Nietzschean perspectives on multiculturalism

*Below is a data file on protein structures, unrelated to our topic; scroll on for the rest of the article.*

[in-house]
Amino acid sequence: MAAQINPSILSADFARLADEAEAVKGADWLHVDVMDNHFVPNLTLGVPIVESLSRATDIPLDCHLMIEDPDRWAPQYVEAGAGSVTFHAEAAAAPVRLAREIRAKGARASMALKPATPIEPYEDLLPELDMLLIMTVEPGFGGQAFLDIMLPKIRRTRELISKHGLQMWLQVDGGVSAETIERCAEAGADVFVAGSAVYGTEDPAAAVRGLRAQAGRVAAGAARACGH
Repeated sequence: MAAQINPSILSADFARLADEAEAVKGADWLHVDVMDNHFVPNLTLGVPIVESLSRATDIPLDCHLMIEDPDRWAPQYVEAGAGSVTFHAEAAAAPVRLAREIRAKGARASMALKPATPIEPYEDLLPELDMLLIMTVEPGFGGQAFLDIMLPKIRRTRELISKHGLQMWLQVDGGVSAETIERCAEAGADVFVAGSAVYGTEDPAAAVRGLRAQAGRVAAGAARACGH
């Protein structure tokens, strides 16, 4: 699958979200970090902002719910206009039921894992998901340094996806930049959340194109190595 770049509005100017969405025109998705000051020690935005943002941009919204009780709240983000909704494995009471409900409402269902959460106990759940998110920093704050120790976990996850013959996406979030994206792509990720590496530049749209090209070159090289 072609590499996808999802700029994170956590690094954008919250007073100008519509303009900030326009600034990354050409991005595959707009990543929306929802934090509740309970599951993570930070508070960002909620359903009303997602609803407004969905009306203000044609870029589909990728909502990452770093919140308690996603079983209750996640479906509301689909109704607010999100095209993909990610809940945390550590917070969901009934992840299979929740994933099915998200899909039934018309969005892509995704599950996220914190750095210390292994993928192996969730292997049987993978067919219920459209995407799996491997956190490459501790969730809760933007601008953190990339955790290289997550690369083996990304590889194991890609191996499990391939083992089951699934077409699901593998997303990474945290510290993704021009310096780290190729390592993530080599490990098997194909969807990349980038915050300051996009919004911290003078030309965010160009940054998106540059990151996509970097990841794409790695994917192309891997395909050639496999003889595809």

A culture is “a human community larger than a few families that is associated with ongoing ways of seeing, doing, and thinking about things” (Gutmann 1993: 171). Following the definition adopted by this volume, multiculturalism involves the coexistence of two or more cultures in the same geographical space. When people of different cultures inhabit the same space, a challenge arises: those who claim membership in one, or more, of the relevant cultural communities must learn to navigate, and sometimes to incorporate, ways of seeing, doing, and thinking about things that may be quite different from their original ways. Injustice may arise as a result of failures of this process. Examples of relevant forms of injustice include racism, xenophobia, and religious discrimination. These injustices may be further complicated by intersecting forms of oppression, such as sexism, classism, homophobia, transphobia, and ableism.